|From:||Tom Lane <tgl(at)sss(dot)pgh(dot)pa(dot)us>|
|Subject:||Negative DST, or, should we delay using tzdata 2018e update?|
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Earlier this week I pushed tzdata 2018d into our tree, expecting that
that would be the current IANA timezone data for next week's releases.
Well, I was wrong; today they pushed out a new version:
on account of North Korea deciding to change their time zone with a
Ordinarily I'd just absorb 2018e and be done with it. But I am feeling
hesitant about this update, because it also incorporates this change:
Bring back the negative-DST changes of 2018a, except be more
compatible with data parsers that do not support negative DST.
Also, this now affects historical time stamps in Namibia and the
former Czechoslovakia, not just Ireland. The main format now uses
negative DST to model time stamps in Europe/Dublin (from 1971 on),
Europe/Prague (1946/7), and Africa/Windhoek (1994/2017). This
does not affect UT offsets, only time zone abbreviations and the
tm_isdst flag. Also, this does not affect rearguard or vanguard
formats; effectively the main format now uses vanguard instead of
rearguard format. Data parsers that do not support negative DST
can still use data from the rearguard tarball described below.
As the announcement hints, this "negative DST" business was sufficiently
controversial that the initial attempt to push it was rescinded, on the
grounds that negative DST offsets might break people's software, and
some lead time was required to deal with that.
Basically, the point here is that it seems that in Ireland, legal
"standard time" is what they use in summer, and in winter they use
"daylight savings" time that is one hour behind standard time, rather
than one hour ahead as is usually meant by "daylight savings". Up to
now the IANA database has just ignored the fact that "IST" is legally
"Irish Standard Time" not "Irish Summer Time", but now they want to
represent it properly.
From our point of view, the question is whether any applications are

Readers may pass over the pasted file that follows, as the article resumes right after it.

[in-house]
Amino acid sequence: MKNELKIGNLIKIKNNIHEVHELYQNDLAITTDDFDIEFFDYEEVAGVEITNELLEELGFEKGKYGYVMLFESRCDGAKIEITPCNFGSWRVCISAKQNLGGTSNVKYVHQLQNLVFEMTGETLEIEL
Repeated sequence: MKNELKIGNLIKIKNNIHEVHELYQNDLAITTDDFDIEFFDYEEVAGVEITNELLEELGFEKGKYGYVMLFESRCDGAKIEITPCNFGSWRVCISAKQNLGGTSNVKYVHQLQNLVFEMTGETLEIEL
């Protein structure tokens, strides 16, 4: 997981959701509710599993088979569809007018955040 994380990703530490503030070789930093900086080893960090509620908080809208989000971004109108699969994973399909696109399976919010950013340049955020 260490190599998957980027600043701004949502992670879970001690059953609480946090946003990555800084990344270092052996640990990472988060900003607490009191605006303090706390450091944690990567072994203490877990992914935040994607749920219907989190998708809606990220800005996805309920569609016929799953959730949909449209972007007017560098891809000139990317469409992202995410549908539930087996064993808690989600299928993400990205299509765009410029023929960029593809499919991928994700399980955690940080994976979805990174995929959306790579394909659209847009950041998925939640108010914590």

likely to get confused if the "is_dst" column shown in pg_timezone_names
and pg_timezone_abbrevs is turned on for offsets that are one hour behind
their zone's "regular" time instead of one hour ahead. I do not think
anything inside PG will get confused (though I could be wrong about that).
Application-level problems of this sort seem possible but not very likely.
We have a couple of alternatives:
1. Bull ahead and push tzdata 2018e into our tree, and ship that with
Monday's releases. I am scared of this choice, because there is
basically no time remaining to detect or recover from any problems.
2. Delay applying 2018e until after next week's releases, so that we have
three months for any problems to get noticed. (Also, 2018e could go out
with v11 betas, so that we can expect there would actually be some field
testing of it before it'd be released in back branches.)
3. As the announcement mentions, there's a "rear guard" version of
the tzdata files in which the negative-DST changes haven't been made.
Perhaps we could use that version for awhile, maybe only in the back
branches. But eventually we'd have to change --- it's pretty clear that
the IANA crew isn't going to maintain this "rear guard" format forever ---
and it's not clear that postponing the pain would make anything better.
An important consideration here is that for a very large fraction of
our users, our choices here won't affect things in the least: any package
that uses --with-system-tzdata is going to be subject to the platform's
decisions about which tzdata to use and when to push it, not ours.
We can be pretty certain that bleeding-edge-loving platforms (e.g. Gentoo)
will push negative-DST-using tzdata soon. Therefore, our code has to be
prepared to work with that even if we don't ship it. This leads me to
think that we'd best incorporate 2018e into HEAD and ship it in 11beta,
regardless of what we do for the back branches.
I don't particularly want to get into a situation where we're shipping
different tzdata in v11+ than in older branches; that'd be a maintenance
nightmare. So I'm not enamored of the variants of option 3 that would
have us doing that. But the variant in which we ship rear-guard data
in all branches seems like it's just postponing a problem that we
can't postpone forever.
On balance I'm leaning towards option #2, ie go with the new data but
wait till just after the minor releases. Thoughts?
regards, tom lane
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